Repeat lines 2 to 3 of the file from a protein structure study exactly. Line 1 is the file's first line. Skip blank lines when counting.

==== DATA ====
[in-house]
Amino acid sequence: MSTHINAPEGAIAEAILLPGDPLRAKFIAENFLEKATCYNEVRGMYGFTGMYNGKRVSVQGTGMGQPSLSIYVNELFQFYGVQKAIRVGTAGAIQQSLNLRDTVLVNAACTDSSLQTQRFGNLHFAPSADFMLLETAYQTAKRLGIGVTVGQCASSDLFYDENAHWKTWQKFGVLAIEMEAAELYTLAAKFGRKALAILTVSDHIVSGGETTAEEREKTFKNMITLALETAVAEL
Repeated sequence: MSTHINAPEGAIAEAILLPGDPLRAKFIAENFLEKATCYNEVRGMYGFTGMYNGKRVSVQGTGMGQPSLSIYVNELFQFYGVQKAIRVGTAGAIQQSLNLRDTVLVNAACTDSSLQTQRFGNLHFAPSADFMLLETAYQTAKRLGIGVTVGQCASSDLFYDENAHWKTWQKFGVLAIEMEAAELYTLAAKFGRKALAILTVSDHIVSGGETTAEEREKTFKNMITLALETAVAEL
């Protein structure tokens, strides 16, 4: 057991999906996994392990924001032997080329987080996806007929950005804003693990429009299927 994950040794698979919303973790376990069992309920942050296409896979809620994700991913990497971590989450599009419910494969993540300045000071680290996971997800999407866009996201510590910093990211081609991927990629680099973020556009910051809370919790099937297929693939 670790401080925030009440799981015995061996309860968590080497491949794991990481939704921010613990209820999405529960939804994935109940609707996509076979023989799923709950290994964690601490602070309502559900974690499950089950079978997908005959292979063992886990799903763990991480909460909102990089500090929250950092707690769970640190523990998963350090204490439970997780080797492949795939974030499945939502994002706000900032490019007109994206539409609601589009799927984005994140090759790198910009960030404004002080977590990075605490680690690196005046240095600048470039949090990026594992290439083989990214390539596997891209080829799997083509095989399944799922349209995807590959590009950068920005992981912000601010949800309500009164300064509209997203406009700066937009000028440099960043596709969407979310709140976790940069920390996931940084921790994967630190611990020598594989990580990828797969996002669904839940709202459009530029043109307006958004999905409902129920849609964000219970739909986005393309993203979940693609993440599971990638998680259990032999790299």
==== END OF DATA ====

Amino acid sequence: MSTHINAPEGAIAEAILLPGDPLRAKFIAENFLEKATCYNEVRGMYGFTGMYNGKRVSVQGTGMGQPSLSIYVNELFQFYGVQKAIRVGTAGAIQQSLNLRDTVLVNAACTDSSLQTQRFGNLHFAPSADFMLLETAYQTAKRLGIGVTVGQCASSDLFYDENAHWKTWQKFGVLAIEMEAAELYTLAAKFGRKALAILTVSDHIVSGGETTAEEREKTFKNMITLALETAVAEL
Repeated sequence: MSTHINAPEGAIAEAILLPGDPLRAKFIAENFLEKATCYNEVRGMYGFTGMYNGKRVSVQGTGMGQPSLSIYVNELFQFYGVQKAIRVGTAGAIQQSLNLRDTVLVNAACTDSSLQTQRFGNLHFAPSADFMLLETAYQTAKRLGIGVTVGQCASSDLFYDENAHWKTWQKFGVLAIEMEAAELYTLAAKFGRKALAILTVSDHIVSGGETTAEEREKTFKNMITLALETAVAEL